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A Timeline of Coffee in Hawai‘i

Find out when Hawai‘i began exporting coffee, the state’s first Starbucks opened and other historic moments.


Published:

1813  

Don Francisco de Paula y Marin plants coffee on O‘ahu, the first planting in Hawai‘i.

 

1825

Chief Boki, governor of O‘ahu, returns from Brazil with several coffee plants, which are planted in Mānoa Valley.

 

1828

The Rev. Samuel Ruggles plants cuttings from Boki’s coffee in Kona, where they thrive.

 

1845

Hawai‘i begins exporting coffee. Previously, coffee was grown for local consumption and sold to whaling ships.

 

1885

The first Japanese immigrants arrive to work on sugar plantations. Many eventually switch to coffee.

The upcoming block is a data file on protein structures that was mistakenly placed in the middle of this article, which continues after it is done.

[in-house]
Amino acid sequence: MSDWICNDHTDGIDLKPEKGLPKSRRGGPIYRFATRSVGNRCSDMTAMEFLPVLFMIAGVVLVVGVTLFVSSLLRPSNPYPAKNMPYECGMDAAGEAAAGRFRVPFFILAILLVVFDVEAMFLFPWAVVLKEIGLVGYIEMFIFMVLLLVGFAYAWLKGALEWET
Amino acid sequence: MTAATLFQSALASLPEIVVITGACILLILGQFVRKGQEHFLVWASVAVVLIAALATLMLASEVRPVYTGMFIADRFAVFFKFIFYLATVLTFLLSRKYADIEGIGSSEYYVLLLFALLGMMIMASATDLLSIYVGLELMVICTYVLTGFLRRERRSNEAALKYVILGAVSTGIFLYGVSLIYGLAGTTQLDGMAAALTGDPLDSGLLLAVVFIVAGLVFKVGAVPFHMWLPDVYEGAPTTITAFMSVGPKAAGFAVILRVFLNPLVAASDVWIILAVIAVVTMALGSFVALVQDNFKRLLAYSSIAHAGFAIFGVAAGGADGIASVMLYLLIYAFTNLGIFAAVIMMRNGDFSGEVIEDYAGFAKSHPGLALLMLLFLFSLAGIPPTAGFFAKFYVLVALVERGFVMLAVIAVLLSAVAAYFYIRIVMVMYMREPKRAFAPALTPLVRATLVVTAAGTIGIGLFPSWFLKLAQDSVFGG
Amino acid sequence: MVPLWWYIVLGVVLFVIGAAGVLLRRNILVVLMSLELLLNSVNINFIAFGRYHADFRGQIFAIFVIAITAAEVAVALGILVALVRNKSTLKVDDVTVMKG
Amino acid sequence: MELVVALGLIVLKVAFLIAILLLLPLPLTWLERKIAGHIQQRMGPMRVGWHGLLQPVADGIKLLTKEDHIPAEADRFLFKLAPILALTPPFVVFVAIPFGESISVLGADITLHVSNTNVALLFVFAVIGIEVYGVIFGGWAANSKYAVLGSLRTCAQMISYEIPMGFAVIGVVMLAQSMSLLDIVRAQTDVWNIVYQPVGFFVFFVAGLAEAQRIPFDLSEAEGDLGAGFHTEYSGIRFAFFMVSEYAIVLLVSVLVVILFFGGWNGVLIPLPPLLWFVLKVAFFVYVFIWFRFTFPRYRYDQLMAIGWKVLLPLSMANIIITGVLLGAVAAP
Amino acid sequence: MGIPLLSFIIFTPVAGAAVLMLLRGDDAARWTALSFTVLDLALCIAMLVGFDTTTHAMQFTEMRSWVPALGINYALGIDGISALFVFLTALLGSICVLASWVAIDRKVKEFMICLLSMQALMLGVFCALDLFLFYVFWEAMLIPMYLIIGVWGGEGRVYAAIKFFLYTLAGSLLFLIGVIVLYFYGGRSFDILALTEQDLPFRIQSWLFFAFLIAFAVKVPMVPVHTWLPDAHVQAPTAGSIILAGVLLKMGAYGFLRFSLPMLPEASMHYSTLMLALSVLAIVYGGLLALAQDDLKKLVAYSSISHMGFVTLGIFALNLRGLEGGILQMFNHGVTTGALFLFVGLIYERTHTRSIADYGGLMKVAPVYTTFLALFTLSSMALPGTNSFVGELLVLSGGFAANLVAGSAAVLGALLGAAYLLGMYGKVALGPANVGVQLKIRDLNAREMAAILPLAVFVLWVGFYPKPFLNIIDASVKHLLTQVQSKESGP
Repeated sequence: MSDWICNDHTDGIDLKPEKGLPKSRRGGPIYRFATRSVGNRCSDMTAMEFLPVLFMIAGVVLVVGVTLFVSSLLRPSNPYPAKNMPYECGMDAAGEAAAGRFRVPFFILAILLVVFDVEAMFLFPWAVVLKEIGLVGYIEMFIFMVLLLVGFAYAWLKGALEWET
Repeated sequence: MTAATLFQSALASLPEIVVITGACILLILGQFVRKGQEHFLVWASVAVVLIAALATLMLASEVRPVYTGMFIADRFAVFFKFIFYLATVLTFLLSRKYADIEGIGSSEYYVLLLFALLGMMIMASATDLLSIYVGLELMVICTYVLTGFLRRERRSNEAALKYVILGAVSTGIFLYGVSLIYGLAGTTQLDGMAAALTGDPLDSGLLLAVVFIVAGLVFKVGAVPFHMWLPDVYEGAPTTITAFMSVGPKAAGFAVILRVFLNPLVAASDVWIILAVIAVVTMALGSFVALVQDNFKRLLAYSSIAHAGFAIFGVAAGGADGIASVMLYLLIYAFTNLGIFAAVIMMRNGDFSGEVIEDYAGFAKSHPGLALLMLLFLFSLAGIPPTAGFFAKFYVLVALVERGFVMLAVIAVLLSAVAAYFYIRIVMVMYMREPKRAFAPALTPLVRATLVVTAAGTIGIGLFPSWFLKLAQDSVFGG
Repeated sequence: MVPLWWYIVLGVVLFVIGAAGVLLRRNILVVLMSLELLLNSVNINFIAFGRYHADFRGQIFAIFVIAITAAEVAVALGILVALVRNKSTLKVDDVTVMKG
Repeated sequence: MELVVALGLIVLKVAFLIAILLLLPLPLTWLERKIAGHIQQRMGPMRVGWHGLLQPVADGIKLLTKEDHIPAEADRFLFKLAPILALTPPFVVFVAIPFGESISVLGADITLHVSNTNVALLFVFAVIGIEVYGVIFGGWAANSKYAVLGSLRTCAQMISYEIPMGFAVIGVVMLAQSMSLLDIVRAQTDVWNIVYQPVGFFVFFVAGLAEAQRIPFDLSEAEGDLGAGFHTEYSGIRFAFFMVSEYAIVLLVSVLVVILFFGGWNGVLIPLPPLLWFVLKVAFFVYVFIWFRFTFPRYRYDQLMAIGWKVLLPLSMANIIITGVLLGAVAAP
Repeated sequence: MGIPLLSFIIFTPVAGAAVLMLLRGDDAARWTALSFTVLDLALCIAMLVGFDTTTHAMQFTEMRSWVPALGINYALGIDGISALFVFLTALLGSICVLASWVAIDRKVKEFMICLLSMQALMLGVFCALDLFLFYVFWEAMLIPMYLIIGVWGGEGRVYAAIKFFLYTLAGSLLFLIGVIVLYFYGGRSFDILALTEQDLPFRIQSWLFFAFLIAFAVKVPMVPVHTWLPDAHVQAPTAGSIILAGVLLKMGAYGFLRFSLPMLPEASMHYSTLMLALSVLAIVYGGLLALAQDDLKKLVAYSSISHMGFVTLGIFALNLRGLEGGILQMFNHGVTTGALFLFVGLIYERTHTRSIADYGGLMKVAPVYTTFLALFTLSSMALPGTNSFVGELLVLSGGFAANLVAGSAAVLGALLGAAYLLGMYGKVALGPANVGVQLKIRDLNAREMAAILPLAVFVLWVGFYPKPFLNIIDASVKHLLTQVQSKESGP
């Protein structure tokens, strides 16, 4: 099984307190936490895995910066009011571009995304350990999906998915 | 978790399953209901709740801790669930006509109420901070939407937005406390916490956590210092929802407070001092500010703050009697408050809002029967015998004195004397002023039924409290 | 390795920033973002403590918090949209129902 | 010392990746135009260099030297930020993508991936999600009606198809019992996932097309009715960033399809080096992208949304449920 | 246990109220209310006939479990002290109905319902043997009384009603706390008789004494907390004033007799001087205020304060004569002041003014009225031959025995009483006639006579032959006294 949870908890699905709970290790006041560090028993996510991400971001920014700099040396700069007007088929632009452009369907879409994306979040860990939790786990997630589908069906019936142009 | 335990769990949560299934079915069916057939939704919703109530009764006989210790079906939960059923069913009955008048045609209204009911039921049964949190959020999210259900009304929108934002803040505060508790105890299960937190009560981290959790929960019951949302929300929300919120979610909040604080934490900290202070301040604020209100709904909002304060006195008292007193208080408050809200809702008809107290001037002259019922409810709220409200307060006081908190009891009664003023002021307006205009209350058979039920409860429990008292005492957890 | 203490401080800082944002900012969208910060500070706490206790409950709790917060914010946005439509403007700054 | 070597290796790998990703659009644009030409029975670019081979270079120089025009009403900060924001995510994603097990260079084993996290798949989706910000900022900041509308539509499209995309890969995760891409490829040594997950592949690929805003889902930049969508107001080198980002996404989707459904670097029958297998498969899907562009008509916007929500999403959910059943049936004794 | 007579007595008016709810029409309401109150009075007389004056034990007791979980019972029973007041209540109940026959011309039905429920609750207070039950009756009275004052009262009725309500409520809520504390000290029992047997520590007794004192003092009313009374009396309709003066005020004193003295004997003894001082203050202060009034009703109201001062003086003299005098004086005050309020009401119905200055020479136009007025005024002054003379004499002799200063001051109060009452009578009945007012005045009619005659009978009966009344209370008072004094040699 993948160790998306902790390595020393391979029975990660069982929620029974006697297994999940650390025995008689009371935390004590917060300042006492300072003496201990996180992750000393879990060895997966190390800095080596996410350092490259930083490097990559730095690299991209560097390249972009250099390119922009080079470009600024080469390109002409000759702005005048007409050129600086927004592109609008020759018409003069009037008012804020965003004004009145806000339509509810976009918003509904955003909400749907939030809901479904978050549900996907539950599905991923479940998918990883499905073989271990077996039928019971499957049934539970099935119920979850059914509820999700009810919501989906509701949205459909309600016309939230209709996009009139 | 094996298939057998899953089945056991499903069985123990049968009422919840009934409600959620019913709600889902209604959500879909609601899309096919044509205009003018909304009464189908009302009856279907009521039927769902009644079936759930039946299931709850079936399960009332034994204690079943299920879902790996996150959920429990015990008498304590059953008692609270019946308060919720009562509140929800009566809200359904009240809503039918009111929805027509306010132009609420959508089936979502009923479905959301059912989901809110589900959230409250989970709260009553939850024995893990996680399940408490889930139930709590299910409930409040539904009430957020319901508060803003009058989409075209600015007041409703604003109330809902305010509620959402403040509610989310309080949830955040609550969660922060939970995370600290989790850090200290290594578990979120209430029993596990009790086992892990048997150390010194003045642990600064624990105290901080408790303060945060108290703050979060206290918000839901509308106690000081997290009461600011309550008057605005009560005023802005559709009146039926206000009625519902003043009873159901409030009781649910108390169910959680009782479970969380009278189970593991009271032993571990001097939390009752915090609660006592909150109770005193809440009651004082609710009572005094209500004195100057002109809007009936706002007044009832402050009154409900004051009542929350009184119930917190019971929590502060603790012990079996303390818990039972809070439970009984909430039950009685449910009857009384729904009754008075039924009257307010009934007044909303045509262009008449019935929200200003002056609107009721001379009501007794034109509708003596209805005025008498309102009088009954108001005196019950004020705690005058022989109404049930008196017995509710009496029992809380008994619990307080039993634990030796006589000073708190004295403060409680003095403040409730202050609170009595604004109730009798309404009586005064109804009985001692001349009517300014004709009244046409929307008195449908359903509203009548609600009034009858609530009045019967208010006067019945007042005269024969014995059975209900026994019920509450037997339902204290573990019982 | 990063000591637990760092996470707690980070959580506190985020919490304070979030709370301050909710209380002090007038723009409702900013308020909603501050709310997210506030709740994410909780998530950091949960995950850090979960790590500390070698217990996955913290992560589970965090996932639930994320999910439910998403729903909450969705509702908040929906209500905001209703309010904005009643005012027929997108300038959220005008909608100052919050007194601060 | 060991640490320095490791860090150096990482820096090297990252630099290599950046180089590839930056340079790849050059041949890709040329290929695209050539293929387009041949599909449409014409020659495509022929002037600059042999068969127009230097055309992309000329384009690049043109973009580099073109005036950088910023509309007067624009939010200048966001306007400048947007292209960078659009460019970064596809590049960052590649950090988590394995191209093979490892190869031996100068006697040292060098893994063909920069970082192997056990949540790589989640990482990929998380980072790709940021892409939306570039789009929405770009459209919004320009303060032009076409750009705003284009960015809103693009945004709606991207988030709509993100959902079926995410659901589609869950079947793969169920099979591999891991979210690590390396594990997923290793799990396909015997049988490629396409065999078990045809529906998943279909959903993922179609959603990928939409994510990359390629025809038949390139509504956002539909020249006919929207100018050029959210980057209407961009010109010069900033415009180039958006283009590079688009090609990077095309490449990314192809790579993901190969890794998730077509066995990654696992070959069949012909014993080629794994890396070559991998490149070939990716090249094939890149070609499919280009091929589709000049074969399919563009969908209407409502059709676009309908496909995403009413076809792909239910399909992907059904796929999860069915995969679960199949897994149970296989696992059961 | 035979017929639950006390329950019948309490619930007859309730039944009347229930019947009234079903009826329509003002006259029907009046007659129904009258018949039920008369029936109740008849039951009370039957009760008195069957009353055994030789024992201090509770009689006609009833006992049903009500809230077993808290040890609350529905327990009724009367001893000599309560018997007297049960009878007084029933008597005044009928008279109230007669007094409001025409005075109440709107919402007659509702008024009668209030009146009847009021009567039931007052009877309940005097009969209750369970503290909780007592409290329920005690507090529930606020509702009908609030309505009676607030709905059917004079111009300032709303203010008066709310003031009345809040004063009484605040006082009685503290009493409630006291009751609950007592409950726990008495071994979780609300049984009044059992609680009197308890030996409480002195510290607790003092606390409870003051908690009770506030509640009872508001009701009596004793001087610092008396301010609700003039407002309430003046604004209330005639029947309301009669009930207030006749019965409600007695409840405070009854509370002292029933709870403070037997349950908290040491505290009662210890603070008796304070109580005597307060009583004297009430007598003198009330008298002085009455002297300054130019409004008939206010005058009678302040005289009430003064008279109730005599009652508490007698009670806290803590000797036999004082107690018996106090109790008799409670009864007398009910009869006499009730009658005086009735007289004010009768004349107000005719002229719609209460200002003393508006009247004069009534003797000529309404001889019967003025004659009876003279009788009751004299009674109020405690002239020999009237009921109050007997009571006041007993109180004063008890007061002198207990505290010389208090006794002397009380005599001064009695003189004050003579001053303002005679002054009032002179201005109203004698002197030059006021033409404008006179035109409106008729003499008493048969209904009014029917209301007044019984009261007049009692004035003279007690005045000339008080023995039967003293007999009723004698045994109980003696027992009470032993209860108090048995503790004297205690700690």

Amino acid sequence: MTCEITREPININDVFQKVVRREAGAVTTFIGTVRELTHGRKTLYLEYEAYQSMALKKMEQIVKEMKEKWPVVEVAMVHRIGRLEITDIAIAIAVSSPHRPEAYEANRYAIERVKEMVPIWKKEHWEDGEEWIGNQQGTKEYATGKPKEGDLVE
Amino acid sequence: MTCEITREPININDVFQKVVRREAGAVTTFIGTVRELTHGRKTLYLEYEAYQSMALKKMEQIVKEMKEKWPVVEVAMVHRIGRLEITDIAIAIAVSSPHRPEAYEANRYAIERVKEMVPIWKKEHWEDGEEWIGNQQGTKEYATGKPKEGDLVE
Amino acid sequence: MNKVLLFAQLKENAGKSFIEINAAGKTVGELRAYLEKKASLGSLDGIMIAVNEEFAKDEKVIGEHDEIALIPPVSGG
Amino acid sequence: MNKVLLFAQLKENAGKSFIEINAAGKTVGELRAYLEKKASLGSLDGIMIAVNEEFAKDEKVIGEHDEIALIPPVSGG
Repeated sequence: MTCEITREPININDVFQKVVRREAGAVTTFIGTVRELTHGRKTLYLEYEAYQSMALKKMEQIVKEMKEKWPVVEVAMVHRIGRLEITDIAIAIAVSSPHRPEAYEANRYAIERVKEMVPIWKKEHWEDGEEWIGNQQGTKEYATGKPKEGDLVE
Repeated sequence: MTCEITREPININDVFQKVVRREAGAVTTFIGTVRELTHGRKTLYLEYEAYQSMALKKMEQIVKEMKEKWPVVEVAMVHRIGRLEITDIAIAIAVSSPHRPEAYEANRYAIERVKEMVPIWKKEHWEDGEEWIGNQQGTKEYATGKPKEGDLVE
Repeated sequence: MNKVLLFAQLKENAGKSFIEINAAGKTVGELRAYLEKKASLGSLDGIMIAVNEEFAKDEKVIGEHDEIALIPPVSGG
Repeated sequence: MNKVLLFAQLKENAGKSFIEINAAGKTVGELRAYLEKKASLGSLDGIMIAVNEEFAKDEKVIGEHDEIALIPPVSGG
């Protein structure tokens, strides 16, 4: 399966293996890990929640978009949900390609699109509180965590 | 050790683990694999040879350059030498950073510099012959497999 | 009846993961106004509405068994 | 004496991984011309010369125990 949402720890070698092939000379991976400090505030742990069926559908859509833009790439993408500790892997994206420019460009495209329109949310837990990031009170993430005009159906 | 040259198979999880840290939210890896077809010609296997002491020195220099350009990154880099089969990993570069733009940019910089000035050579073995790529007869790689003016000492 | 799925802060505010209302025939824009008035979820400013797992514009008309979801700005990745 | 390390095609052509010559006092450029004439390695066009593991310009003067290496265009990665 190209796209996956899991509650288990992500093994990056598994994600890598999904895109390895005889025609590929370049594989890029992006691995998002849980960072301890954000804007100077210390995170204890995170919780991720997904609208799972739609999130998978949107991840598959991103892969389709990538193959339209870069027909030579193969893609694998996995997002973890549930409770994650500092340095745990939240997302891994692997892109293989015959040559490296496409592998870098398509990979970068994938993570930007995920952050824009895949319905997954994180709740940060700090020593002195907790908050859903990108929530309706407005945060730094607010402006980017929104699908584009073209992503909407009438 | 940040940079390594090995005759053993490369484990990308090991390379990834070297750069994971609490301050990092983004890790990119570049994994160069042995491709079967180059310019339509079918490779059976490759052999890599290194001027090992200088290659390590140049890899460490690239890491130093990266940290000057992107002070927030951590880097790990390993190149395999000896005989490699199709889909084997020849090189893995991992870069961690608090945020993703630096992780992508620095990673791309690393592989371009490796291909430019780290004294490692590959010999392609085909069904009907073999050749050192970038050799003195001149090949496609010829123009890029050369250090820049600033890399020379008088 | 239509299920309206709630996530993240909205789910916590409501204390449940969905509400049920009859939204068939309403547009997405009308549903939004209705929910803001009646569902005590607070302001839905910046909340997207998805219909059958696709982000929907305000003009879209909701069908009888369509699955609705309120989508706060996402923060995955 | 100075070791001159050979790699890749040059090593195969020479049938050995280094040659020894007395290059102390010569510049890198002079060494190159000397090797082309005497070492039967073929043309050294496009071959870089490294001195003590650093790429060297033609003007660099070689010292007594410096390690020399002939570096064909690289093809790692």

1910

Japanese farming families make up 80 percent of the coffee growers in Kona.

 

1922

Sugar replaces coffee growing everywhere in Hawai‘i except the Big Island.

 

1932

Public schools in Kona adopt the “Coffee Vacation,” a school break from August to November, allowing children to help pick coffee.

 

Late 1940s

Surplus military Jeeps replace “Kona Nightingales,” the donkeys traditionally used to haul coffee on Kona’s steep slopes.

 

1969

Kona schools give up the Coffee Vacation, conforming with the standard June-to-September summer break.

 

1970

The first Kona Coffee Cultural Festival occurs. The 10-day event is still held today.

 

1980s-1990s

Plantation agriculture’s demise opens the door to large-scale coffee production on Maui, Moloka‘i, O‘ahu and Kaua‘i.

 

1996

Hawai‘i’s first Starbucks opens at Kāhala Mall.

 

2013

Hawai‘i farm revenue for coffee is estimated at $33.6 million. 

 

2014

Hawai‘i remains the sole commercial producer of coffee in the United States.

 

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